It has taken five reports and four years, but the government has finally agreed to provide annual health checks to people with learning disabilities in England, although there is still no date for a launch.
Action on the ground in England has been slow despite a series of hard-hitting research reports showing that people with learning disabilities are more likely to develop health conditions, and die of them more quickly, than the general population. Checks have been provided in Wales since 2003 but are not available in the rest of the UK.
Back in 2001 Valuing People proposed annual health checks and the initiative was then promised in the Department of Health 2004 strategy document Building on the Best: Choice, Responsiveness and Equity in the NHS. Finally, in September health secretary Alan Johnson announced the commitment to providing annual health checks. The proclamation emerged as part of ministers’ response to a damning government-commissioned independent inquiry into healthcare for people with learning disabilities published in July, carried out by Jonathan Michael, former chief executive of Guy’s and St Thomas’ NHS Foundation Trust.
The inquiry found people with learning disabilities were suffering unnecessarily and in some cases dying because of failings by the NHS in England. The subsequent report, like the documents before it, highlighted health checks as one way to tackle this inequality.
Michael’s investigation was triggered by Mencap’s 2007 Death by Indifference report, which highlighted six cases of people with learning disabilities who, the charity argued, had died partly because of poor healthcare. It also came after the Disability Rights Commission threatened legal action against the government under disability equality laws after carrying out a major piece of work in 2006, Equal Treatment: Closing the Gap, uncovering widespread discrimination by the health service.
Mencap has long campaigned for the annual checks and the charity’s head of campaigns and policy David Congdon describes the announcement as a victory.
“All evidence shows that health checks uncover a lot of unmet health need and the experience in Wales shows that a second check a year later uncovers even more [undiagnosed conditions], which means that problems start to get dealt with,” he says.
Research from the Welsh Centre for Learning Disabilities backs this up: it shows health checks are highly valuable, uncovering problems ranging from poor vision and hearing to more serious conditions such as post menopausal bleeding. It also found that more than just a one-off check needs to take place.
The English scheme is expected to be similar to that in Wales where health checks have two parts. Practice nurses first go through basic healthcare questions with patients concerning issues such as their weight and diet and then carry out checks including blood pressure and listening to patients’ chests. Doctor then carry out physical examinations.
Liz Neal, director of Mencap Cmyru, says overall the scheme has gone well, but it took some time to bed in. Not all GP surgeries were enthusiastic from the outset, she adds.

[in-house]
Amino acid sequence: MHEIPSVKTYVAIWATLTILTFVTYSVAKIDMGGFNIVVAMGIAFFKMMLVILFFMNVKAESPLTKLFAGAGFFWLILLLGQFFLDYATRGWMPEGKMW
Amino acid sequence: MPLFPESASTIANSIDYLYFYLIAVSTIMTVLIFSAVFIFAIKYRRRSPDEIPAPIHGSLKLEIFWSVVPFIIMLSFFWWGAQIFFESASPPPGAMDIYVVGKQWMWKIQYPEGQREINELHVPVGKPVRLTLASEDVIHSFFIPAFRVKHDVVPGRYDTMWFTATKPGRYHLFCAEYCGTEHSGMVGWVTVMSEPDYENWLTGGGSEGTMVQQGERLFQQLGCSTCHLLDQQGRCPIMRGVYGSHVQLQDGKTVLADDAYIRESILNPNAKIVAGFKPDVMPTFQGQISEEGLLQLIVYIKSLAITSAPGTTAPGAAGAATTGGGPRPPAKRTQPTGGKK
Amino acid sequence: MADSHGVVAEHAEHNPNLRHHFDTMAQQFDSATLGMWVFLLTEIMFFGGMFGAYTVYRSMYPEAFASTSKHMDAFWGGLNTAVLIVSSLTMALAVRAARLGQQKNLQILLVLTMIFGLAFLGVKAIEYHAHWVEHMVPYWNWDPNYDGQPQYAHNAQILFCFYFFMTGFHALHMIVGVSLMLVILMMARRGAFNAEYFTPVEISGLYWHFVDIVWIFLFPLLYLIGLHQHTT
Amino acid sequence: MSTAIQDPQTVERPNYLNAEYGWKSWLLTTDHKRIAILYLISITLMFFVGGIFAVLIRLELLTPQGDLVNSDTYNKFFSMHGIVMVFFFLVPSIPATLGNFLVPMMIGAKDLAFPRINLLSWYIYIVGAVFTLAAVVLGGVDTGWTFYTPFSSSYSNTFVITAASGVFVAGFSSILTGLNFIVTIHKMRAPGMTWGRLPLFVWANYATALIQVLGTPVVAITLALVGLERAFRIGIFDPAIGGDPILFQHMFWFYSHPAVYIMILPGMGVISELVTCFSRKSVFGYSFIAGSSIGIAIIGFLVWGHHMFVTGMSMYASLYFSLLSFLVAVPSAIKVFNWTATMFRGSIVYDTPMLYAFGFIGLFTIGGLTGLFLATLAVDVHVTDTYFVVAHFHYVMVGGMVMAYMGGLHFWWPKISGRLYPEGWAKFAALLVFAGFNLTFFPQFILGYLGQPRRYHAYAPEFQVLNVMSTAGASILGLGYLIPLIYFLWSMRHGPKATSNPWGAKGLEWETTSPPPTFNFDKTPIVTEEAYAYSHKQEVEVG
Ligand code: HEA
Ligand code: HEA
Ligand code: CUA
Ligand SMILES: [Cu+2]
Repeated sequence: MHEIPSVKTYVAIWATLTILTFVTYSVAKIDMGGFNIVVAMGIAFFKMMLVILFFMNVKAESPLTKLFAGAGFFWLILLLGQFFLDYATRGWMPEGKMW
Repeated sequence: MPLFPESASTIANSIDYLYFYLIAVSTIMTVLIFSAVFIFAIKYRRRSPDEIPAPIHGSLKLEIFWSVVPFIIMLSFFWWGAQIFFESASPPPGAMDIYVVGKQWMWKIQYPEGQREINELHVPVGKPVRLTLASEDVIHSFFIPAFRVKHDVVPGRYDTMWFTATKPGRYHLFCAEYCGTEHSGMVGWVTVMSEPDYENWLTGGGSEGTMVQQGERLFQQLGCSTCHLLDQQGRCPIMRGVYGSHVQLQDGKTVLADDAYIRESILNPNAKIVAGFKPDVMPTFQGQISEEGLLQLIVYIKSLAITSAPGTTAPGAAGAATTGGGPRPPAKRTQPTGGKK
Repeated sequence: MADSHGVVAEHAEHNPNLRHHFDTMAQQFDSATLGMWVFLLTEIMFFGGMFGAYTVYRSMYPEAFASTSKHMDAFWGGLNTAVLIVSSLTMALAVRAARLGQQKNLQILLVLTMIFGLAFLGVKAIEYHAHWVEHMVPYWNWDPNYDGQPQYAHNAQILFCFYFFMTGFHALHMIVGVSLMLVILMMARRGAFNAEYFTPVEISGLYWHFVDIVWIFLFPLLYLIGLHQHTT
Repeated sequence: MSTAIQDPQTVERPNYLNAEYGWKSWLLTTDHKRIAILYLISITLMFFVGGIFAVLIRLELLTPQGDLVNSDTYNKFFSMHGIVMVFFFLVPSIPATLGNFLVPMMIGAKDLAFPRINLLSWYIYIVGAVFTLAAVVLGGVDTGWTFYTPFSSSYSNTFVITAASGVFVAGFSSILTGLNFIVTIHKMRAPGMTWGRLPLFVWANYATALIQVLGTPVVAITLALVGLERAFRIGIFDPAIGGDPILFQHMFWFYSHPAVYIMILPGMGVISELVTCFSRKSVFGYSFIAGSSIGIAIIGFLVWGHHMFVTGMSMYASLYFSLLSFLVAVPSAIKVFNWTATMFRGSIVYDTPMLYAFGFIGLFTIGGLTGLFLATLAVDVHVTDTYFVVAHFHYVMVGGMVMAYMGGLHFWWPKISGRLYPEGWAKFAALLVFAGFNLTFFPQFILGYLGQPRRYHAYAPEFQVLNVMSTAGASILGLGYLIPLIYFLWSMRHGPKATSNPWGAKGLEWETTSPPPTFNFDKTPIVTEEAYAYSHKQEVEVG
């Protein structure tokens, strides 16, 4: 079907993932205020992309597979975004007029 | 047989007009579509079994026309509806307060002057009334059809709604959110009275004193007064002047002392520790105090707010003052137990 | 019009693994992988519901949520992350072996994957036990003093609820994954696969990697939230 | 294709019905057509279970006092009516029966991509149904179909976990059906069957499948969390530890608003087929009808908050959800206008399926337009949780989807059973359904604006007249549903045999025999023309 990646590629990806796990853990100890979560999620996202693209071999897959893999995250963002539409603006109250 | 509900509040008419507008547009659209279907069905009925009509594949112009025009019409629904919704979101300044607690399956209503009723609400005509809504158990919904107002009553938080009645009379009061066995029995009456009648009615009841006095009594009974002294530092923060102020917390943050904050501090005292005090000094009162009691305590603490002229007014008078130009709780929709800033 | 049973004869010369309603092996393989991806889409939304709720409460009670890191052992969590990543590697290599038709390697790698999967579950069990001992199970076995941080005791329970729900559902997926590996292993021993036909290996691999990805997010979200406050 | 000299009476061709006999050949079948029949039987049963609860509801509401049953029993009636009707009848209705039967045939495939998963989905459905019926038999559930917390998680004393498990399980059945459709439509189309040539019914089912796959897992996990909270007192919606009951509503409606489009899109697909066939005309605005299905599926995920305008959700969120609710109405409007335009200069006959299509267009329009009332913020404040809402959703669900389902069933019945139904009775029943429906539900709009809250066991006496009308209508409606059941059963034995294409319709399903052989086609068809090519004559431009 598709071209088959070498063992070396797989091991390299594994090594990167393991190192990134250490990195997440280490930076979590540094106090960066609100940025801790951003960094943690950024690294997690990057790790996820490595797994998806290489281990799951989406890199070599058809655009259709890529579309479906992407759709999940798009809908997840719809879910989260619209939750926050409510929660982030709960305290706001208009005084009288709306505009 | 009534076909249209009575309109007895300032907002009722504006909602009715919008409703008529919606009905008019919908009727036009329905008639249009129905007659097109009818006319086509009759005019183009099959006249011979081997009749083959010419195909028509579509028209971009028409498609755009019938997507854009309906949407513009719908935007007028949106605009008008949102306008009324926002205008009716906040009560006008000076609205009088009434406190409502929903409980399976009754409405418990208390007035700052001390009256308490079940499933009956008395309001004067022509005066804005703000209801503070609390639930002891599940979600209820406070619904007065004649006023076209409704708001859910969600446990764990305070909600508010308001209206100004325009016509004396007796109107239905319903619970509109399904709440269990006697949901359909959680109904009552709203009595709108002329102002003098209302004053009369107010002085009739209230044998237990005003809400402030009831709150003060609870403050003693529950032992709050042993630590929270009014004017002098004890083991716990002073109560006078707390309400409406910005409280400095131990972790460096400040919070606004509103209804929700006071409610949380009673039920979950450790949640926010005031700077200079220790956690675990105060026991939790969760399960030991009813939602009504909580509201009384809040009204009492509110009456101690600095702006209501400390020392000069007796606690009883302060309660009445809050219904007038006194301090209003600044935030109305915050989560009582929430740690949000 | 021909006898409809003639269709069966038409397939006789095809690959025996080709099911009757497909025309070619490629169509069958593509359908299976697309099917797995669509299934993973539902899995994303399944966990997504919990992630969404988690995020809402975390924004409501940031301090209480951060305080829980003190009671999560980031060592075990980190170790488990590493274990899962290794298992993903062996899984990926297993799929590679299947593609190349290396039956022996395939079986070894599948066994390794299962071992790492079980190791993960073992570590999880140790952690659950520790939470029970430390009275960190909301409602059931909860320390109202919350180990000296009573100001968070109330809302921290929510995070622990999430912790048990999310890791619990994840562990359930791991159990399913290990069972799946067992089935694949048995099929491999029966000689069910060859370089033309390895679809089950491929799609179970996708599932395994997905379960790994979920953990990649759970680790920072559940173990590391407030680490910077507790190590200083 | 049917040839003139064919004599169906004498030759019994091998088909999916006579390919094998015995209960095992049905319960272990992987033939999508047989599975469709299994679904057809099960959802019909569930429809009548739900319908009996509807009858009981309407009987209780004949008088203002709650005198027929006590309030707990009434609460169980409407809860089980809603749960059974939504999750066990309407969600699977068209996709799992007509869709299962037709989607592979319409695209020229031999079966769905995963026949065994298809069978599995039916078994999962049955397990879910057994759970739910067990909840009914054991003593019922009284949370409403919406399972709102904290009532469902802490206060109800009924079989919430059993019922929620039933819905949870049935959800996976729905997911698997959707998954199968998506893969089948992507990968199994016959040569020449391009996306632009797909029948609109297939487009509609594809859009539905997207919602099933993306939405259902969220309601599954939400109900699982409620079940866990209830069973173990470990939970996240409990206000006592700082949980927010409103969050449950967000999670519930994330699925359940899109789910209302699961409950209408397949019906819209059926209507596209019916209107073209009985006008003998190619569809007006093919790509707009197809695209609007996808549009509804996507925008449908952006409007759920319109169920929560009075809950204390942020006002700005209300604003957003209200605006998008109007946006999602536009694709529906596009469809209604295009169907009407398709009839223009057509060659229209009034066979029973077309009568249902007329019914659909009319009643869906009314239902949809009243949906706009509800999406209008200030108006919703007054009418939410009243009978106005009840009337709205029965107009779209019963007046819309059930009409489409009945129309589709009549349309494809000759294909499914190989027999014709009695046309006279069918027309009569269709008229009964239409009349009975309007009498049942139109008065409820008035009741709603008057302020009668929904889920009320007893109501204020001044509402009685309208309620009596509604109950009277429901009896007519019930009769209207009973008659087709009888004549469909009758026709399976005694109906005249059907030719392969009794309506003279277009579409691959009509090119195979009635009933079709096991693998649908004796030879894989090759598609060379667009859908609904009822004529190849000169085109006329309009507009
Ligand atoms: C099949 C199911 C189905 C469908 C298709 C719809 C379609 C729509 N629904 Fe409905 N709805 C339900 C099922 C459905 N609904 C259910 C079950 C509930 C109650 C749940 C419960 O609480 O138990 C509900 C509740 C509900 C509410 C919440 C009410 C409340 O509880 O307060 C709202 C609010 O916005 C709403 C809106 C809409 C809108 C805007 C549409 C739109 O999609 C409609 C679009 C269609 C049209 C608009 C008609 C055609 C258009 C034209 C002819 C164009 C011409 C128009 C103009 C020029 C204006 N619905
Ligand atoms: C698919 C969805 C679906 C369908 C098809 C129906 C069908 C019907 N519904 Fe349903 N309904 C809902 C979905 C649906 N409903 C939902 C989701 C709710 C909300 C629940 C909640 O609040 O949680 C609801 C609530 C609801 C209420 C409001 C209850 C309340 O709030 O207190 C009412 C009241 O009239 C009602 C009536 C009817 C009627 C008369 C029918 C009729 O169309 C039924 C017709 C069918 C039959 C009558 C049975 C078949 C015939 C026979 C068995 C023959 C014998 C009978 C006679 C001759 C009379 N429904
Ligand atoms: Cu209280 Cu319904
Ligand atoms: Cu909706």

“In the first year some people said they got a letter entitling them to a health check but then the surgery didn’t seem to know about it. But other people had good experiences,” she says.
GPs in England will receive £100 for each check they carry out but, as in Wales, they will be able to opt out of providing the service. Some are disappointed with plans for it to be voluntary. Andrew Lee, director of People First Self-Advocacy, a group run by and for people with learning disabilities, says: “Because it’s optional some GPs will think they don’t actually have to do it. I would push for this to be a requirement.”
But Congdon is confident the checks will take place. Instead, he sees a greater challenge: that of changing the negative attitude towards people with learning disabilities in the health service.
“We have to get across to all 1.3 million health service staff that they need to value the lives of people with learning disabilities. They need to be aware of the fact that it is not only wrong, it’s also against the law to discriminate against them,” he says.
The issue of diagnostic overshadowing, where health professionals incorrectly attribute symptoms to people’s learning disability rather than a medical problem, is another major issue. Because 80% of diagnoses are based on what people tell doctors, this is most prevalent among those who are unable to communicate verbally.
Health professionals need to be more aware that they may need to intervene earlier when someone can’t communicate verbally, because often by the time they’re diagnosed it’s too late, says Congdon. He adds that they also need to be more aware of indications of distress.
“If someone is clawing at their face it’s most likely that they’re in pain and has nothing to do with the fact that they have a learning disability,” he says.
It is not yet clear if newly formed health and social care regulator the Care Quality Commission will build the scheme into its inspection framework.
Congdon sees this as essential and says Mencap has been assured next year’s annual operating framework for the NHS will “contain messages for primary care trusts to get their act together”.
The annual health check pledge is set to be included in the forthcoming learning disability policy document Valuing People Now along with ministers’ responses to Michael’s other nine recommendations. The government is expected to act on them all, so it looks like health inequalities for people with learning disabilities could finally be tackled.
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